Nigerian leader offers Delta gunmen amnesty


Nigerian President Umaru Yar’Adua said on Thursday he was ready to grant amnesty to gunmen in the Niger Delta if they agreed to lay down their weapons, but the main militant group dismissed the offer as mere words.

Reuters says Yar’Adua told a meeting of leaders from his People’s Democratic Party (PDP) that security chiefs would meet next week to work out “new rules of engagement” for the oil-producing region but those who gave up violence would be pardoned.

“We will grant amnesty to all those who are ready to lay down their arms. It will also include rehabilitating and integrating them into the system,” he said.

Bombings of oil pipelines and kidnappings of oil workers by armed gangs in the creeks of the Niger Delta, home to Africa’s biggest oil and gas industry, have cut Nigeria‘s crude oil output sharply over the past three years.

The unrest has forced oil giants such as Royal Dutch Shell, ExxonMobil and Chevron to move all but their most essential foreign staff out of the region, while the drop in oil output has eaten into Nigeria‘s foreign earnings, compounding the effects of the global economic slowdown.

The Movement for the Emancipation of the Niger Delta (MEND), the region’s main militant group, dismissed Yar’Adua’s words.

“MEND will not lay down its arms because of a mere verbal statement from Mr Yar’Adua,” the group said.

“It will only be considered under a well-coordinated peace arrangement, under the supervision of a respected international mediator,” it said in an email to Reuters.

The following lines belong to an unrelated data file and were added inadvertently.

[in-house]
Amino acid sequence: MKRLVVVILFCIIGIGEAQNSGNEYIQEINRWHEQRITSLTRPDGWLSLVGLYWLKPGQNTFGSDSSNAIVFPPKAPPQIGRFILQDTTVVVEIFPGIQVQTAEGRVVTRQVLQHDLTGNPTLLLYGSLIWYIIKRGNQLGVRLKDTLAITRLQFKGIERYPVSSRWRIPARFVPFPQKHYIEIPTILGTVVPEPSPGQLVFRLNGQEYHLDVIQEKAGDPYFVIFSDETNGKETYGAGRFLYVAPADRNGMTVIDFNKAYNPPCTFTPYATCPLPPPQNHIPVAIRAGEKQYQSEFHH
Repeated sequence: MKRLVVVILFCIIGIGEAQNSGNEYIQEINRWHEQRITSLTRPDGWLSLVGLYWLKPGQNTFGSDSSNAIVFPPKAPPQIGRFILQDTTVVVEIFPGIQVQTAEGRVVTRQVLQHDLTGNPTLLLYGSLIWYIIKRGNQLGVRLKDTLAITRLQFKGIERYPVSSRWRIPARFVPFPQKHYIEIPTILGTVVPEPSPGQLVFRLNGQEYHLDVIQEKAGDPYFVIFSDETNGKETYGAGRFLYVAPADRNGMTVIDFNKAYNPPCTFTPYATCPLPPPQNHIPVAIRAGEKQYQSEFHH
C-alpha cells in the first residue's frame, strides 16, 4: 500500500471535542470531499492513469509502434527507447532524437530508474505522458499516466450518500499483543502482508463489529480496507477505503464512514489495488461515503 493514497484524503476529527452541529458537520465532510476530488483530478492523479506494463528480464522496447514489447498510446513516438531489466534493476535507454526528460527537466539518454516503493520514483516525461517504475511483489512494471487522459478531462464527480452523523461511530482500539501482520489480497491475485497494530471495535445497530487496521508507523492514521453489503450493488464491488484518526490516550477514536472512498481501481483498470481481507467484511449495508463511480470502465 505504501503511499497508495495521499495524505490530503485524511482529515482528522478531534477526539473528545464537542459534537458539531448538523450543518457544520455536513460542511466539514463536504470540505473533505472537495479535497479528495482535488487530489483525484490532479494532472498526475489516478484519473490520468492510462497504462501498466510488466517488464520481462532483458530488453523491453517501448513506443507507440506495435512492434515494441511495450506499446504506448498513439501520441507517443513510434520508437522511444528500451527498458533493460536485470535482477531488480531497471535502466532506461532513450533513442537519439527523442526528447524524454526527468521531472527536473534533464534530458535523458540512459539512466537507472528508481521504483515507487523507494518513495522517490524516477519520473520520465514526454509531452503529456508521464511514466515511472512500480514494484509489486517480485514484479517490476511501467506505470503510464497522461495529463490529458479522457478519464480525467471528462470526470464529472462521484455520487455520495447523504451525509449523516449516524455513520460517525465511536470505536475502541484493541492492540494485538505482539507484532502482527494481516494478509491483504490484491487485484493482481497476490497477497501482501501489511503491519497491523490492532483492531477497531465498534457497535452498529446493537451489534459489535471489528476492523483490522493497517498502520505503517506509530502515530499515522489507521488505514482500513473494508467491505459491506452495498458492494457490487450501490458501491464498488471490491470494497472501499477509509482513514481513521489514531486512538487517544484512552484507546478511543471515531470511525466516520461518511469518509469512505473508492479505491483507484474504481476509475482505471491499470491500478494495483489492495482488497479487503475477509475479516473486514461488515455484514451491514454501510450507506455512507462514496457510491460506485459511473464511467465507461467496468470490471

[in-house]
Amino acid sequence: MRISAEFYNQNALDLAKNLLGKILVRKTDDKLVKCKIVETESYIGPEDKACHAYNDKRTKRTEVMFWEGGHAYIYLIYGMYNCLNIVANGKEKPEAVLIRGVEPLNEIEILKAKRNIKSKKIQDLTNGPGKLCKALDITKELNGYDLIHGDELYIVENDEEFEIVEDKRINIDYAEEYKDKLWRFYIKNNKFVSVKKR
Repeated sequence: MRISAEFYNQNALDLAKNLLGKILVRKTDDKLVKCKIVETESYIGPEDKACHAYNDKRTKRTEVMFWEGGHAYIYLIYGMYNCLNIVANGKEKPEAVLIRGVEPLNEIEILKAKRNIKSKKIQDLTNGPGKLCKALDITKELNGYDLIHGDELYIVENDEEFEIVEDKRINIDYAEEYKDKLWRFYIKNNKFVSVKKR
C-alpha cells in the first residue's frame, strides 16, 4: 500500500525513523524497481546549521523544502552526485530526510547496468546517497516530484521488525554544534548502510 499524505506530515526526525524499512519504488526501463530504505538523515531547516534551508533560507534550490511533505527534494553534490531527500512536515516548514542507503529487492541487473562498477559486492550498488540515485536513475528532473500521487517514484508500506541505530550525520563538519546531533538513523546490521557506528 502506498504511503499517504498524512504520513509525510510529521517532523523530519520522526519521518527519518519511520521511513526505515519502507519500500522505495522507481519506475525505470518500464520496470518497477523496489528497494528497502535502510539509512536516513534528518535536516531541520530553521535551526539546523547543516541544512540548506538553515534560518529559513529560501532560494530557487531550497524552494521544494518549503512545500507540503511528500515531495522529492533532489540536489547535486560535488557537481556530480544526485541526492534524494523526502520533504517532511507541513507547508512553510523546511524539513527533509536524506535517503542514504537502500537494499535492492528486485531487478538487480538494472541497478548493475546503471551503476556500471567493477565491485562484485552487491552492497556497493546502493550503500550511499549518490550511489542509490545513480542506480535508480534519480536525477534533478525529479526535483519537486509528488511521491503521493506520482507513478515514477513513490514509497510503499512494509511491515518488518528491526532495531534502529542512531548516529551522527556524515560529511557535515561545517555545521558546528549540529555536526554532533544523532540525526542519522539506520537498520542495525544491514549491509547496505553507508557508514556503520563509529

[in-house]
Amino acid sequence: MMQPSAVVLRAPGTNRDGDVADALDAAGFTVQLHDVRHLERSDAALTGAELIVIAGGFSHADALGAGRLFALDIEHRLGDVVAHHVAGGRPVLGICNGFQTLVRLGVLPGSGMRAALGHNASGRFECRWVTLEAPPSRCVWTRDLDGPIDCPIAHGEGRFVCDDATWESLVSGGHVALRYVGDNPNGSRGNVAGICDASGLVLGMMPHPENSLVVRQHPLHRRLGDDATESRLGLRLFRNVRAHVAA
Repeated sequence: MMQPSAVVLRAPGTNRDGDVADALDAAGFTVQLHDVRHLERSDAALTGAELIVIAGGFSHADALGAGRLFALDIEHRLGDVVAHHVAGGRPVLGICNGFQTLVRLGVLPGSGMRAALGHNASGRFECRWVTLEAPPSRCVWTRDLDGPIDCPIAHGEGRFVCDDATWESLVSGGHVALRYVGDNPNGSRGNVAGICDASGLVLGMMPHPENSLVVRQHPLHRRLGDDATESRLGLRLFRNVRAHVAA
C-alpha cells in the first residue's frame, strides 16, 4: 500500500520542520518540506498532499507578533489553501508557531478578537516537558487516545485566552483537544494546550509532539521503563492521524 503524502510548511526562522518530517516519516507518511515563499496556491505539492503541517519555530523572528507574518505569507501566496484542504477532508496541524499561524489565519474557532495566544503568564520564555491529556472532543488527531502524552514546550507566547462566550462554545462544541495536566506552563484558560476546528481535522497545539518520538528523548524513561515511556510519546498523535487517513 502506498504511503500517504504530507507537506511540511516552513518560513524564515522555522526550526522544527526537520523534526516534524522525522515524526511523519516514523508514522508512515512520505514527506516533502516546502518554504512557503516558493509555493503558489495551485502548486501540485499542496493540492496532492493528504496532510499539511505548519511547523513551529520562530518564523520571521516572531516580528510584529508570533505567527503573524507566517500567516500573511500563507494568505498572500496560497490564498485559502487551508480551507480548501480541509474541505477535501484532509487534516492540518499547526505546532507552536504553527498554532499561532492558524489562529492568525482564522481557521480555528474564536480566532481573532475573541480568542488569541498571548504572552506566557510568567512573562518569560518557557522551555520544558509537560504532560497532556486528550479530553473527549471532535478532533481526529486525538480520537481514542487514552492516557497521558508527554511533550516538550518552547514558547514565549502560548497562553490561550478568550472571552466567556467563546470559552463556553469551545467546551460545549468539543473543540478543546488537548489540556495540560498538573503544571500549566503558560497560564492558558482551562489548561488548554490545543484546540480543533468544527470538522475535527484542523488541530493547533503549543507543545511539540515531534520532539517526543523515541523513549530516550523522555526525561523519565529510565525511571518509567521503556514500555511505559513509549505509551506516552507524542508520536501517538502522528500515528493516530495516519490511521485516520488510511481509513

Yar’Adua gave no details of what the National Security Council — including security chiefs and ministers — would discuss next week.

Some hawks within the security forces are thought to champion a military option, viewing the militants as plain criminals, while some politicians favour negotiation, seeing a degree of legitimacy in their grievances.

Yar’Adua has been under pressure since coming to office two years ago to address the insecurity, which added to volatility on world markets when oil prices were close to $150 a barrel last year and which is badly damaging Nigeria‘s economy now that they are languishing at a third of that level.

He created a Niger Delta ministry last September but there has been little evidence of concrete progress on the ground.

A panel set up to consider solutions, led by rights activist Ledum Mittee, recommended in December that the government should declare an amnesty and divert more funds to the region.

It also said the authorities should free MEND leader Henry Okah, on trial for gun-running and treason. MEND has made Okah’s release a top demand and says it will only release two British oil workers held for more than six months if he is freed.

The militants say they are fighting for a fairer share of the natural resources in the Niger Delta, but criminal gangs involved in the industrial-scale theft of crude oil and kidnapping for ransom are profiting from the insecurity.

Finance Minister Mansur Muhtar said last week that Nigeria‘s oil production was averaging around 1.6 million barrels per day (bpd) so far this year, well below installed capacity of 3 million bpd, partly because of the unrest.

If that trend continues for the rest of the year, Africa‘s biggest oil producer will record its lowest output in more than two decades, according to OPEC statistics.